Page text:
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The Real Magic Behind Starbucks’ Unicorn Frappuccino

The company has a limited-time hit, but it may also have found a new audience.

Starbucks (NASDAQ:SBUX), with the success of its Unicorn Frappuccino, has become one of a handful of companies that have managed to master the art of capturing public attention. Call it car-crash public relations, or liken it to a person wearing a bright pink tuxedo at a black-tie affair. In any case, the brightly hued, super-sugary drink was simply too bizarre to ignore.

The Unicorn Frappuccino joins products like KFC’s Double Down (the sandwich that used fried chicken as bread), Tacos Bell’s original Doritos Locos Taco, and Pizza Hut’s pizza with a hot-dog-stuffed crust as food spectacles that get people talking.

It’s a formula designed not so much to create good food (though all the items mentioned above have their devoted fans), but to generate attention.

The Unicorn Frappuccino brought Starbucks a stunning amount of free media coverage and turned customers into a social media army that fueled attention for the limited-time offering, driving traffic to stores so people could buy the color-changing, flavor-changing beverage before it sold out.

What does this do for Starbucks?

Obviously the coffee chain got tens of millions of dollars’ worth of free advertising in the form of media coverage and social media shares. But that’s only a small part of the benefit the Unicorn Frappuccino brought to the company.

Perhaps the most important thing the frozen beverage did for Starbucks is let the public know that the company has non-coffee-based offerings. The sheer number of social media pictures with young kids drinking it eventually conveyed that message.

The Unicorn Frappuccino not only brought in lapsed Starbucks customers and increased checks from regulars, but also opened up a new audience for Starbucks. This particular drink is only a limited-time offering, but the chain has creme Frappuccinos (which do not contain coffee) on its regular menu, along with hot chocolates, caffeine-free teas, and other kid-friendly beverages.

The gift that keeps on giving

The various Yum! Brands chains have not only scored with some attention-getting products, but they have also built up expectations. People are waiting to see what they will do next, and that brings both media and social-media attention to their newest stunts.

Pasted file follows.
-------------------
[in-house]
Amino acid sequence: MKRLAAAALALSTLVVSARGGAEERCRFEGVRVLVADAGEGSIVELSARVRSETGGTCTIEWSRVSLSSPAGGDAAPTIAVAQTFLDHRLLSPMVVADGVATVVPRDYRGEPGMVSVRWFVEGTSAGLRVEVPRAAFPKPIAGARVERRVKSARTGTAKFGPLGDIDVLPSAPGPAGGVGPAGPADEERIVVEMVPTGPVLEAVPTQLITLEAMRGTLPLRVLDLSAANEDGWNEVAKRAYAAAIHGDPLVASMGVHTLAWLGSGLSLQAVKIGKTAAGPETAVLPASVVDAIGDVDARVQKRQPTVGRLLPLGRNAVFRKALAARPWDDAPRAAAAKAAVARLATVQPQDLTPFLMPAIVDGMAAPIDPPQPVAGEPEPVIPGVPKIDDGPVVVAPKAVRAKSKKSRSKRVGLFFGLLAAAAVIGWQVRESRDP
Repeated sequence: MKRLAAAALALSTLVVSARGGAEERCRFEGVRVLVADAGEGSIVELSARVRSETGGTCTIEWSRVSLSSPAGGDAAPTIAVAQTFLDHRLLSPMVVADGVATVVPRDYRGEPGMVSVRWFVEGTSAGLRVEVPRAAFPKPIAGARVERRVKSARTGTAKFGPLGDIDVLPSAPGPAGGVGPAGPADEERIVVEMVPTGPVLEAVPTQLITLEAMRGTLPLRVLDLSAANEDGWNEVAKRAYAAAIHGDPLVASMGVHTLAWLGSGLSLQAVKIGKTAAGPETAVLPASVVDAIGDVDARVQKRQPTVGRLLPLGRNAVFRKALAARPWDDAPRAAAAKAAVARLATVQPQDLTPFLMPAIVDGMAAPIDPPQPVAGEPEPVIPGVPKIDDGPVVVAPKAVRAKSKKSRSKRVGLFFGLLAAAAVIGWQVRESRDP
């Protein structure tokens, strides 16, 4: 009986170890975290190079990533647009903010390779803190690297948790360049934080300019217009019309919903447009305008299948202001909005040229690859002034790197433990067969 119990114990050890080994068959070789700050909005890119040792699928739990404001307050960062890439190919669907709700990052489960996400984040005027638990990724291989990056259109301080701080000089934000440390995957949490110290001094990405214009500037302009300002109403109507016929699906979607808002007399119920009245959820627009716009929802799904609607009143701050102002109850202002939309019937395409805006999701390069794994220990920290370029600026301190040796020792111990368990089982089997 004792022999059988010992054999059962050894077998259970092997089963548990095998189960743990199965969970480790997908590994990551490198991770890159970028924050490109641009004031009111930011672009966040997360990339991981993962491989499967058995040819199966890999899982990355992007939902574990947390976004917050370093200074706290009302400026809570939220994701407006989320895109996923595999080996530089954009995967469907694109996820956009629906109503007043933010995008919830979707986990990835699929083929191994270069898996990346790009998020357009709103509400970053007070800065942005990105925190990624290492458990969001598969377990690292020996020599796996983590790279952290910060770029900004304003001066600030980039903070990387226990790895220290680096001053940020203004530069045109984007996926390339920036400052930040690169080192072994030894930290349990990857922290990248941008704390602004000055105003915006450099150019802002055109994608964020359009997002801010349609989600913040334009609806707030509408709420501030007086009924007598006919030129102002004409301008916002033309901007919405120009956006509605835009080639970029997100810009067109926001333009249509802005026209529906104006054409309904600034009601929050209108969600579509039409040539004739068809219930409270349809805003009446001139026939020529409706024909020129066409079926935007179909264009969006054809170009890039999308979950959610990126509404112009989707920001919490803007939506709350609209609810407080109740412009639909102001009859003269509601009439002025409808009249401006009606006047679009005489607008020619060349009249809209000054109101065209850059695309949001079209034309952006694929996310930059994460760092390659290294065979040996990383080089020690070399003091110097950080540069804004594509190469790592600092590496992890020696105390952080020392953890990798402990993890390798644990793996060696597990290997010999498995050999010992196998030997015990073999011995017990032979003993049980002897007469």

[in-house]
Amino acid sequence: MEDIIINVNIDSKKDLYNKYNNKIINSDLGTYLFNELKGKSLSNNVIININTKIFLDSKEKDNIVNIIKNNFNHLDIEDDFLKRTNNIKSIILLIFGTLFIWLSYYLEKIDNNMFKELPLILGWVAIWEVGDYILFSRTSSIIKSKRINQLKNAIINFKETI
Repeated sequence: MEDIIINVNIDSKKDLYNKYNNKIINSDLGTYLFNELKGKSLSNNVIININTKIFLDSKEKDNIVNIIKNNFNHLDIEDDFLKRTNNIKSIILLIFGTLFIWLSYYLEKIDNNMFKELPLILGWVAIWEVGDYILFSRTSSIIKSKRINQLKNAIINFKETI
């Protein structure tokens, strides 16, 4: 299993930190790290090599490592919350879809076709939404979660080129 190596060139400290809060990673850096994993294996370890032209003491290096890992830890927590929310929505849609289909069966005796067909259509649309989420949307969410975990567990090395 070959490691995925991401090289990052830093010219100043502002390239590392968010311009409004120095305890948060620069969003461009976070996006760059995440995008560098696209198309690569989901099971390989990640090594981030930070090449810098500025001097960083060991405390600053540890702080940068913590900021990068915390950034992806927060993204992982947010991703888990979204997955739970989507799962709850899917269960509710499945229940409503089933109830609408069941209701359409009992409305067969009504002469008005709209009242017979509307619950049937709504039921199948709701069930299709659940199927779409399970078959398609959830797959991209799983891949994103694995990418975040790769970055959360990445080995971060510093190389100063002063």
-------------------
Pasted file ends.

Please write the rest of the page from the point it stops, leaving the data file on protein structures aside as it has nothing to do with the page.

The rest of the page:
Starbucks may not be able to top the success — or the sheer absurdity — of the Unicorn Frappuccino, but more people will be looking for new menu items going forward. Starbucks, thanks in part to customer-created “secret menu” items, has a deep bench of unique, non-coffee-based drinks it could cycle onto its menu as a way to build upon the too-young-for-caffeine audience whose attention it now commands.

The American public has shown a willingness to fall for train-wreck marketing. It’s why we watch Dancing with the Stars, and why many of us can’t look away from whatever the Kardashian sisters might be doing. Combine two seemingly mismatched foods or create an over-the-top edible (or drinkable) spectacle, and people will come.

Starbucks has captured the public’s attention with the Unicorn Frappuccino, and it should be able to hold on to it with its next “stunt” drink. That should grow the chain’s audience and give it an easy way to bump sales during slow periods — by simply bringing the fanciful beverage back.

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Daniel Kline has no position in any stocks mentioned. The Motley Fool owns shares of and recommends Starbucks. The Motley Fool has a disclosure policy.

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Drew Limsky

Drew Limsky

Editor-in-Chief

BIOGRAPHY

Drew Limsky joined Lifestyle Media Group in August 2020 as Editor-in-Chief of South Florida Business & Wealth. His first issue of SFBW, October 2020, heralded a reimagined structure, with new content categories and a slew of fresh visual themes. “As sort of a cross between Forbes and Robb Report, with a dash of GQ and Vogue,” Limsky says, “SFBW reflects South Florida’s increasingly sophisticated and dynamic business and cultural landscape.”

Limsky, an avid traveler, swimmer and film buff who holds a law degree and Ph.D. from New York University, likes to say, “I’m a doctor, but I can’t operate—except on your brand.” He wrote his dissertation on the nonfiction work of Joan Didion. Prior to that, Limsky received his B.A. in English, summa cum laude, from Emory University and earned his M.A. in literature at American University in connection with a Masters Scholar Award fellowship.

Limsky came to SFBW at the apex of a storied career in journalism and publishing that includes six previous lead editorial roles, including for some of the world’s best-known brands. He served as global editor-in-chief of Lexus magazine, founding editor-in-chief of custom lifestyle magazines for Cadillac and Holland America Line, and was the founding editor-in-chief of Modern Luxury Interiors South Florida. He also was the executive editor for B2B magazines for Acura and Honda Financial Services, and he served as travel editor for Conde Nast. Magazines under Limsky’s editorship have garnered more than 75 industry awards.

He has also written for many of the country’s top newspapers and magazines, including The New York Times, Washington Post, Los Angeles Times, Miami Herald, Boston Globe, USA Today, Worth, Robb Report, Afar, Time Out New York, National Geographic Traveler, Men’s Journal, Ritz-Carlton, Elite Traveler, Florida Design, Metropolis and Architectural Digest Mexico. His other clients have included Four Seasons, Acqualina Resort & Residences, Yahoo!, American Airlines, Wynn, Douglas Elliman and Corcoran. As an adjunct assistant professor, Limsky has taught journalism, film and creative writing at the City University of New York, Pace University, American University and other colleges.